Mirroring People: The New Science of How We Connect With Others
by Marco Iacoboni. Farrar, Straus and Giroux, 2008 ($25)
Loneliness: Human Nature and the Need for Social Connection
by John T. Cacioppo and William Patrick. W.W.Norton, 2008 ($25)
It is no fluke that solitary confinement is one of the worst punishments we have devised. Our brains are so exquisitely calibrated to read those around us that we can hardly survive alone. Two recent books, one by a neuroscientist and the other by a psychologist, make the case that we are all wired for social living. Both argue that we can ignore this fact at our own risk.
Marco Iacoboni, a neurologist and neuroscientist at the University of California, Los Angeles, is one of a growing number of researchers who believe that we owe much of our ability to interpret the minds of others to a class of cells called mirror neurons.
Mirror neurons were discovered in Parma, Italy, in the early 1990s, when a lab assistant noticed that a single cell in a macaque's brain fired both when it reached for an object and when it saw others grasp that object. The monkey's brain seemed to be simulating every action it saw, pointing to a shockingly simple mechanism for the complex behavior of imitation. Ethics will not permit scientists to tap into single neurons in people, but neuroscientists are making the best inferences they can from brain scans such as functional MRIs.
Iacoboni's attempts to measure neural responses to Super Bowl ads and presidential candidates have rightly been labeled “neuropunditry” by skeptical observers, and his argument that mirror neurons explain language seems forced. But he does make a powerful and charming case that mimicry is an essential part of human empathy. It is not always clear how mirror neurons are involved, but the behavioral studies are suggestive. When people are asked to grip a pencil between their teeth, they are slower to detect emotion in other people's faces, because they cannot mimic those expressions.
If mirror neurons allow us to feel what others are feeling, as Iacoboni claims, we should expect to see a breakdown in empathy when they are on the fritz. And indeed, Iacoboni cites a recent finding (by his wife, Mirella Dapretto, also at U.C.L.A.) that mirror neurons are defective in autistic children. Broken mirror neurons do not necessarily cause autism, however; as Iacoboni observes, the cells may be weakened as a result of autism.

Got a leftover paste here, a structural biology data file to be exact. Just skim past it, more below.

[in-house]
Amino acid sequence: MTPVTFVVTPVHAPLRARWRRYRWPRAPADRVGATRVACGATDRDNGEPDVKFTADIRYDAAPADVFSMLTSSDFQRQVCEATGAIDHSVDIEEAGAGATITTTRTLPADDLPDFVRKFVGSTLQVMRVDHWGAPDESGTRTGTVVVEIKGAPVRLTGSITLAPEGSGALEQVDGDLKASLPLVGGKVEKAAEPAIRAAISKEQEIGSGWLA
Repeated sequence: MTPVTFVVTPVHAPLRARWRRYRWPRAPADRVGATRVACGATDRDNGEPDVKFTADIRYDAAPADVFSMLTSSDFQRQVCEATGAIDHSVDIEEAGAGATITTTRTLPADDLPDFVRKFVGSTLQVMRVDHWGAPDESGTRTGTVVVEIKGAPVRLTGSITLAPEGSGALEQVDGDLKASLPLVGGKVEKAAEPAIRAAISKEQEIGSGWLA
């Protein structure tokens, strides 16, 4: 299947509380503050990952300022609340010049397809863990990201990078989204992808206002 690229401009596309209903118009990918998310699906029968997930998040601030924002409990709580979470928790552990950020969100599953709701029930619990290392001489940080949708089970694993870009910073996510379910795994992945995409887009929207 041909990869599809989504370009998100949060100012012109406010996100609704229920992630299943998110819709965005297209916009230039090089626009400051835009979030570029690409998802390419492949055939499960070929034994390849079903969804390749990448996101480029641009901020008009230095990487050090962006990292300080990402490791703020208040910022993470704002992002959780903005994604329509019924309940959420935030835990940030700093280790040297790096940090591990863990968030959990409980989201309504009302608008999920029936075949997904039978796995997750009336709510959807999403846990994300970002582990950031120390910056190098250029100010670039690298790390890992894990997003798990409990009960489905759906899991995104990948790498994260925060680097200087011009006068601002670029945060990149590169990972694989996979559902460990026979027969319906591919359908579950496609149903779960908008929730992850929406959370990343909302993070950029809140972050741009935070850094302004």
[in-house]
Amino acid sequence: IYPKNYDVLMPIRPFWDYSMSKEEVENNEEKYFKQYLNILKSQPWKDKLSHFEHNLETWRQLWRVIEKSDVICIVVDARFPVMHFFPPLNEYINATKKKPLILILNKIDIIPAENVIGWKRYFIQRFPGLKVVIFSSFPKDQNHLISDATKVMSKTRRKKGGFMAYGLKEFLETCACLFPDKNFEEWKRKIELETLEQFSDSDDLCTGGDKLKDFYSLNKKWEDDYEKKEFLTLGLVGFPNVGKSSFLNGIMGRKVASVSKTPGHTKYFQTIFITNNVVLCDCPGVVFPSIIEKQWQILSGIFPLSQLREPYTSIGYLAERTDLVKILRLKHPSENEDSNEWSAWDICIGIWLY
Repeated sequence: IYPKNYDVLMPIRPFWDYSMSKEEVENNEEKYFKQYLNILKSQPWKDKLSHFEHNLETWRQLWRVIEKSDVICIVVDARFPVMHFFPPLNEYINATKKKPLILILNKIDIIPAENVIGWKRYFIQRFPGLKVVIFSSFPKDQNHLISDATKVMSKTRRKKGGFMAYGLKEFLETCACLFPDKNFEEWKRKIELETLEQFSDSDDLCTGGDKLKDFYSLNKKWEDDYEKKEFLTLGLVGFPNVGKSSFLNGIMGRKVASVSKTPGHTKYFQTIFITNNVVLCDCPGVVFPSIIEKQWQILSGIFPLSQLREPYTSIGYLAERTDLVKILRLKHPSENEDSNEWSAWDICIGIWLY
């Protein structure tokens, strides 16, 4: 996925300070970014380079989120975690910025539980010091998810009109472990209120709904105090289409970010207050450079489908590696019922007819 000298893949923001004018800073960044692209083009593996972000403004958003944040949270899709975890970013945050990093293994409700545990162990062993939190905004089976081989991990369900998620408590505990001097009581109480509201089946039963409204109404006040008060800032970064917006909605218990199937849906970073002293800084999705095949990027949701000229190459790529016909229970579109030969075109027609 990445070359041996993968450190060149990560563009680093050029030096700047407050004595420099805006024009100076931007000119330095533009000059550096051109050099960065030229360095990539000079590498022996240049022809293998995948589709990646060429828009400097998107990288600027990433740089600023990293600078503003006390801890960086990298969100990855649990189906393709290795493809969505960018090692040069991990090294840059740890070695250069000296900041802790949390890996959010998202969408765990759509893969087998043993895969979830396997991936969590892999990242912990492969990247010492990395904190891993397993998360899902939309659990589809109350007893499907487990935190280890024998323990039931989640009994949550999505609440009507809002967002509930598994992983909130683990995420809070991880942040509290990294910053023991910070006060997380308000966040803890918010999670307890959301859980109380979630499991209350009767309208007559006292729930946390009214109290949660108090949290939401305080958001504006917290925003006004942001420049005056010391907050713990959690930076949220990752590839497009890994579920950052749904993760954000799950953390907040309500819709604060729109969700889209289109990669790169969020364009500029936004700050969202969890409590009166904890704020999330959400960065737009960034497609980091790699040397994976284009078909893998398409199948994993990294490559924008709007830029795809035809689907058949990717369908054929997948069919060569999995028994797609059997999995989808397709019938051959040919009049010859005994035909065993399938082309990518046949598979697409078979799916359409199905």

But Iacoboni may have stumbled on a promising treatment. When therapists imitate the rigid and repetitive gestures of autistic children, then invite the kids to imitate healthy actions, the youngsters seem to get better.
University of Chicago social psychologist John T. Cacioppo (with Journal of Life Sciences editor William Patrick) tackles a more widespread form of social alienation: loneliness. Cacioppo has discovered that lonely people tend to be more sensitive to cues sent by others but have a harder time reading them accurately. Even as they crave human contact, they are demanding and withdrawn, leading to a spiral of isolation that can cause high blood pressure, poor sleep and premature aging. Chronic loneliness is a hunger that refuses to be fed.
Although he dutifully rehashes the literature on sociability, Cacioppo is at his best when he gets out of the lab—in one case, to a Chicago lakefront to show passersby photographs from space, where he fi nds that the lonely are more likely to attribute human intentions to clouds of interstellar gas. Another experiment suggests that lonely people will accept unfair treatment that others will not.
After learning that 60 million Americans are suffering from this hidden epidemic and hearing Cacioppo argue that it should not be lumped in with depression, one might expect him to propose that psychiatrists make room for loneliness in their catalogue of mental disorders. But, strangely, Cacioppo backtracks when he admits that persistent loneliness is not its own disorder but a normal risk of being human.